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Enzyme Changes and Antioxidants
Oxidation of tea leaves provides an additional benefit in the presence of other positive antioxidants: theaflavins and thearubigins. These are polymeric polyphenols that are formed when oxidation changes the enzymes present in the leaves.
Rare Amino Acid
Tea has an extraordinary element, L-theanine, an amino acid that only appears in the leaves of Camellia sinensis. It is what gives calm alertness to our bodies. This is because L-theanine boosts alpha wave activity in the brain. This amino acid appears in white and green tea leaves.
Stimulants in Tea - Less than Coffee
Caffeine appears in much smaller quantities in tea than theine and theobromine which give tea drinkers the lift and energy they can feel. The quantity is one-half to one-third of caffeine in coffee. Even though the amount of stimulants in tea is higher per pound than that of coffee, the stimulants are always less per cup for tea than for coffee because a pound of tea can make so many more cups. For example, a pound of tea usually produces 180-200 cups and a pound of coffee can make only 40 cups.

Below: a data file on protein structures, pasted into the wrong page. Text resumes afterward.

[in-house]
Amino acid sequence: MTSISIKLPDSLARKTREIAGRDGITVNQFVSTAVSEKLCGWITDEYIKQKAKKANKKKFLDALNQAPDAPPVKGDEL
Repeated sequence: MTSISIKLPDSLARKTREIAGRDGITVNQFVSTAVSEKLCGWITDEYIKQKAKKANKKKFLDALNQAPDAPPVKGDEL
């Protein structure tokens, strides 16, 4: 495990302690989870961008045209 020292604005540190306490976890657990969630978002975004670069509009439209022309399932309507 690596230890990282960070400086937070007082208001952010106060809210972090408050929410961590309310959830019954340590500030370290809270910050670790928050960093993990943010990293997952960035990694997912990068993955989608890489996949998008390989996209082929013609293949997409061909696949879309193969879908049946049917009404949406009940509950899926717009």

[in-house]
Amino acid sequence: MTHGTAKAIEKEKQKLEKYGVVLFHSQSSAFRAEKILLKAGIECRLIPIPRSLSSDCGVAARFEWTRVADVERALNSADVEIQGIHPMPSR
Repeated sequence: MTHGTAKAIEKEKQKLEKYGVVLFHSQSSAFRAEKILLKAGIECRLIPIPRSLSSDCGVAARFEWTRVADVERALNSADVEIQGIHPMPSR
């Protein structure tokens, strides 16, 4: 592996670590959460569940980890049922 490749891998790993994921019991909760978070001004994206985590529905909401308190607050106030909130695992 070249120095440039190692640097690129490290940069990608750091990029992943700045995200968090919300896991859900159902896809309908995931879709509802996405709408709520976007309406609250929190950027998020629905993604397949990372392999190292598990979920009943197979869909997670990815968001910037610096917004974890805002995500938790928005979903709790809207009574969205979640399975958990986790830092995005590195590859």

How theine and theobromine impact us is not a generic experience but one that is related to our own individual body chemistry. The same unique reaction is evidenced in those who drink coffee, so following the dictates of our own bodies is essential to understanding how much tea (or coffee) we can comfortably drink per day.
Tea: the No-Calorie Beverage!
Tea has no calories. Adding flowers and herbs, something that has been done since tea was first consumed in China, creates a negligible increase in calories. The stats change when sweeteners and milk are added. The beverage then can have between 20 and 60 calories, which is still a modest amount. Synthetic sweeteners may compromise the integrity of the tea's flavor and may add a chemical aftertaste. Many teas have a naturally sweet edge to them that can be quite satisfying; this may be reason enough to try tea plain before adding sweeteners of any kind.
Decaffeinated teas, decaffeinated and regular bottled teas from concentrates, and teas made from fannings and dust (versus those made with whole leaf tea) have considerably fewer, if any, antioxidant qualities. Bottled teas from brewed tea leaves have similar amounts of antioxidants to freshly brewed teas from leaves.
Tea alone cannot fight disease or improve health. Tea must be complemented by a lifestyle that incorporates regular exercise, enough sleep, a diet with anti-oxidant rich vegetables and fruits, high-quality proteins, and small amounts of fats and sugars.